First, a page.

Spain’s counter-terror law crushes satire: Amnesty International

In its latest report, the human rights group is calling for Spain’s “glorification of terrorism” law to be repealed on the grounds that it's silencing creativity and political satire through fear.

Spain’s counter-terror law crushes satire: Amnesty International
Seventy people have been jailed in Spain in the last two years for glorifying terrorism. Photo: JAVIER SORIANO / AFP
Spain’s controversial gag law, the same one that has seen everyone from rappers to puppeteers go to jail for “glorifying terrorism”, is having its desired effect, Amnesty International writes in its latest report.
Under Article 578 of the Spanish Criminal Code anyone deemed to have “glorified terrorism” or “humiliated the victims of terrorism or their relatives” faces potential fines, bans from public sector jobs and even prison sentences. 
And the number of convictions has kept rising since the Article was broadened in 2015, going from three convictions in 2011 to 70 in the last two years.
“This has had a profoundly chilling effect,” the report reads, adding that it is creating an environment in which people are increasingly afraid to express alternative views, or make controversial jokes.
Titled “Tweet…if you dare: How counter-terrorism laws restrict freedom of expression in Spain”, the report exposes how many ordinary social media users and creative minds in the country are being silenced through fear.
It highlights also how the vast majority of the cases presented before a court relate to disbanded domestic armed groups ETA and GRAPO, even though the 2015 tightening of the law was introduced under the pretext of the perceived international threat from active terrorist organizations such as Al Qaeda or ISIS. 
“Rapping is not a crime, tweeting a joke is not terrorism and holding a puppet show should not land you in jail,” Eda Seyhan of Amnesty International is quoted as saying in the report. 
“Spain is emblematic of a disturbing trend which has seen states across Europe unduly restrict expression on the pretext of national security and stripping away rights under the guise of defending them.”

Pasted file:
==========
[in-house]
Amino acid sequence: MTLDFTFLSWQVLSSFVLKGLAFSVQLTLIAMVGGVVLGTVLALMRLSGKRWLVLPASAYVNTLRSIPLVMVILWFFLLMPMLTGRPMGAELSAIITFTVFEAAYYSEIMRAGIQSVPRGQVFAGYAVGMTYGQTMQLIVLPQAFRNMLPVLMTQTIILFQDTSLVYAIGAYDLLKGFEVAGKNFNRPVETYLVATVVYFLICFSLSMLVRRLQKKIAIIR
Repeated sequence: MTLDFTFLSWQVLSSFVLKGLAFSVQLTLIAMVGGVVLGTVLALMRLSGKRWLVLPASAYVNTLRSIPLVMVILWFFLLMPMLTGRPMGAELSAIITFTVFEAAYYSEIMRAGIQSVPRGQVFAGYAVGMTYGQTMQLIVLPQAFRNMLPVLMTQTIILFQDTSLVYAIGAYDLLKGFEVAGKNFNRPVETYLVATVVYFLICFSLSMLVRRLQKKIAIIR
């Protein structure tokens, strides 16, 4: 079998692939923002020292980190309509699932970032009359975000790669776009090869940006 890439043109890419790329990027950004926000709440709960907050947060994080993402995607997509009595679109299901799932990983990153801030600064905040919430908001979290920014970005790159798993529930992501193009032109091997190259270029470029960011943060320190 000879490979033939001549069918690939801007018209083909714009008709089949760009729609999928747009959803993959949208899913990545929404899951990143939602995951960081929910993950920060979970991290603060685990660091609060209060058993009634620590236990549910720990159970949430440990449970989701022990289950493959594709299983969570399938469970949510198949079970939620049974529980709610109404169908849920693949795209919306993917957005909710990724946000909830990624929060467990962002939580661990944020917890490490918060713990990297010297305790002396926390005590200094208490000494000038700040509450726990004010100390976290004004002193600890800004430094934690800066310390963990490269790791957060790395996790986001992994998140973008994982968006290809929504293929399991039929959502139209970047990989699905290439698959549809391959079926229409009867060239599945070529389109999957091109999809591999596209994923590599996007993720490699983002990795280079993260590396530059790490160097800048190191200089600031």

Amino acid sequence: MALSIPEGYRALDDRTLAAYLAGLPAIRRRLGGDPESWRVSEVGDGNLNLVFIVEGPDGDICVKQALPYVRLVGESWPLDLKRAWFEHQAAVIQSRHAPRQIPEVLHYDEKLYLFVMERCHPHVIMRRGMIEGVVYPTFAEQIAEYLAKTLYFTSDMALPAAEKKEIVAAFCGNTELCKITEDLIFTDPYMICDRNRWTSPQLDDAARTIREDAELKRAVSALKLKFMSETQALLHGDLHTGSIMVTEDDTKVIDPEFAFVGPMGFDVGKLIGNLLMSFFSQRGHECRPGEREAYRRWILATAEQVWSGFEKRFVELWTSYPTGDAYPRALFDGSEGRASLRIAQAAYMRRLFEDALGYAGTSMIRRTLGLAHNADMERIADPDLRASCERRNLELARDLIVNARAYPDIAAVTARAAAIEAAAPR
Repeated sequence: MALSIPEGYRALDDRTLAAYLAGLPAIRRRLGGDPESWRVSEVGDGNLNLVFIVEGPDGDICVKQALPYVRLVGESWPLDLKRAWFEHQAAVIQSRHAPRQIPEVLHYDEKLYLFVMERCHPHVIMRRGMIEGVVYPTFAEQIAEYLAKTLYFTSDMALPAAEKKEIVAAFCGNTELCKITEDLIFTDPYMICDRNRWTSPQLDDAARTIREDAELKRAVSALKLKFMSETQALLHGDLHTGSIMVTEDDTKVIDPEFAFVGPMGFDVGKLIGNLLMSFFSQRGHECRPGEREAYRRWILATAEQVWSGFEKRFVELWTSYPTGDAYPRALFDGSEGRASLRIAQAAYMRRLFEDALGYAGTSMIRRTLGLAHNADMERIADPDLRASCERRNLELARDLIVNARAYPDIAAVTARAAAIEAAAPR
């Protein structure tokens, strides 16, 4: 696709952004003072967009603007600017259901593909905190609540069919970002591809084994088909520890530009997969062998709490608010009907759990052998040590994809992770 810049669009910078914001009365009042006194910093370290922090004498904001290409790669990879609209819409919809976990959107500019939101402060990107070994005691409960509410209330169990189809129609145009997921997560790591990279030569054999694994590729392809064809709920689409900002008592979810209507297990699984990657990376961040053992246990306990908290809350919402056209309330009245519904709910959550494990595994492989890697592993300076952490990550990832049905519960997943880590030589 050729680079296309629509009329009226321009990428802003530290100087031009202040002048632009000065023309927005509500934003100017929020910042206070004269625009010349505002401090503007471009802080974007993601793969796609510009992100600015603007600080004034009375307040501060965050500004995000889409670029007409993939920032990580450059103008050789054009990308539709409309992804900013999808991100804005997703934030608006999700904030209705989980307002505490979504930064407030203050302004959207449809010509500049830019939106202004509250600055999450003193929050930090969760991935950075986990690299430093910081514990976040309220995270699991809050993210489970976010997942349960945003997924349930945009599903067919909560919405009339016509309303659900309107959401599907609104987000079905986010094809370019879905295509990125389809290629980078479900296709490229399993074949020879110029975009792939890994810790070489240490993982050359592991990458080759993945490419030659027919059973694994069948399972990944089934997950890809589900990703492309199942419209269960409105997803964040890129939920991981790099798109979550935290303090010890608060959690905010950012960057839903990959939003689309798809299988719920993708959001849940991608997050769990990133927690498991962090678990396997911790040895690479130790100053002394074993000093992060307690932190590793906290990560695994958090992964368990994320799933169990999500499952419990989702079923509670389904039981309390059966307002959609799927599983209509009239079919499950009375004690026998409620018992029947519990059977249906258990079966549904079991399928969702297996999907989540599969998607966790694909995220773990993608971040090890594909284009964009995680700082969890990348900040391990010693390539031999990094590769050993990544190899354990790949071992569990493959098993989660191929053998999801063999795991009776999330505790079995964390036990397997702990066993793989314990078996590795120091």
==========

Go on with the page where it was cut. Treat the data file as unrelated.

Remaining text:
The charity’s report acknowledges that the threat of terror is real and that restricting freedom of expression in certain instances can help protect national security, but argues nonetheless that the broad and vague nature of the law is stifling artistic expression. 
“The objective is to create a climate of self-censorship in the population. And they succeeded with me,” Amnesty International quoted an anonymous source who had been imprisoned for his tweets.


Police arrest rapper holed up in Catalan university to avoid jail for tweets

Spanish police on Tuesday arrested a rapper who barricaded himself inside a university after he was controversially sentenced to nine months in jail over a string of tweets, television images showed.

Police arrest rapper holed up in Catalan university to avoid jail for tweets
Photos: AFP

Pablo Hasel had been given until Friday night to turn himself in to begin serving his sentence after being convicted for glorifying terrorism, slander and libel against the crown and state institutions.   

At issue was a series of tweets attacking the monarchy and accusing police of torturing and killing demonstrators and migrants, with his case sparking protests in Madrid and Barcelona.

But Hasel on Monday barricaded himself inside the University of Lleida, in the northeastern Catalonia region, with dozens of supporters to avoid arrest.   

Spanish television showed images of him being escorted out by police at the university on Tuesday.

“They will never make us give in, despite the repression,” Hasel said, his fist raised.

 A Catalan police spokesman told AFP that officers entered the university early Tuesday “to enforce the judicial ruling” on his arrest.   

They began by removing his supporters one by one despite barricades that had been set up to block police.

Hundreds of artists have signed a petition demanding Hasel's release, including film director Pedro Almodovar, Hollywood actor Javier Bardem and folk singer Joan Manuel Serrat.   

Hasel said on Twitter Monday: “I'm locked inside the University of Lleida with quite a few supporters so they'll have to break in if they want to arrest me and put me in prison.”


Last week, Spain's government pledged to reduce the penalty for “crimes of expression” such as the glorification of terrorism, hate speech, insults to the crown and offences against religious sensibilities, in the context of artistic, cultural or intellectual activities.   

The case echoes that of another rapper called Valtonyc who fled to Belgium in 2018 after being convicted of similar crimes.   

Spain is trying to have him extradited but Belgium has refused on grounds that his offences are not a crime under Belgian law.